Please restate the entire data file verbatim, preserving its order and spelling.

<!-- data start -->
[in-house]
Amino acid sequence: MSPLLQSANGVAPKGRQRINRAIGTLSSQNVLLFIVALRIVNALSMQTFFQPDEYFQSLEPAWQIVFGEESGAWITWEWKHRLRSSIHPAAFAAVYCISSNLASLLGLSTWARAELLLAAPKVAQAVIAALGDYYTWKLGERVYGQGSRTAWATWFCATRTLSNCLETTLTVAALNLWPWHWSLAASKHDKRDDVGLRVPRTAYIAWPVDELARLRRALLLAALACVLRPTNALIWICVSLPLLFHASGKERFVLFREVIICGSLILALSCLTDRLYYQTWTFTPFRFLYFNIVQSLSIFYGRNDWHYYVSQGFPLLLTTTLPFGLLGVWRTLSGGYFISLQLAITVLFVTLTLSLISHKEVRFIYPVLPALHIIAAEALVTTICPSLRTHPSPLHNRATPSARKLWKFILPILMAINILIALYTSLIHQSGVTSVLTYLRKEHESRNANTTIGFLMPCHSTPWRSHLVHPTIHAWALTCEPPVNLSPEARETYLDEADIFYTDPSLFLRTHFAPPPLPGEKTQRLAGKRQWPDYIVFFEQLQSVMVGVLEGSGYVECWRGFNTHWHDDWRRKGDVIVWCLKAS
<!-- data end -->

[in-house]
Amino acid sequence: MSPLLQSANGVAPKGRQRINRAIGTLSSQNVLLFIVALRIVNALSMQTFFQPDEYFQSLEPAWQIVFGEESGAWITWEWKHRLRSSIHPAAFAAVYCISSNLASLLGLSTWARAELLLAAPKVAQAVIAALGDYYTWKLGERVYGQGSRTAWATWFCATRTLSNCLETTLTVAALNLWPWHWSLAASKHDKRDDVGLRVPRTAYIAWPVDELARLRRALLLAALACVLRPTNALIWICVSLPLLFHASGKERFVLFREVIICGSLILALSCLTDRLYYQTWTFTPFRFLYFNIVQSLSIFYGRNDWHYYVSQGFPLLLTTTLPFGLLGVWRTLSGGYFISLQLAITVLFVTLTLSLISHKEVRFIYPVLPALHIIAAEALVTTICPSLRTHPSPLHNRATPSARKLWKFILPILMAINILIALYTSLIHQSGVTSVLTYLRKEHESRNANTTIGFLMPCHSTPWRSHLVHPTIHAWALTCEPPVNLSPEARETYLDEADIFYTDPSLFLRTHFAPPPLPGEKTQRLAGKRQWPDYIVFFEQLQSVMVGVLEGSGYVECWRGFNTHWHDDWRRKGDVIVWCLKAS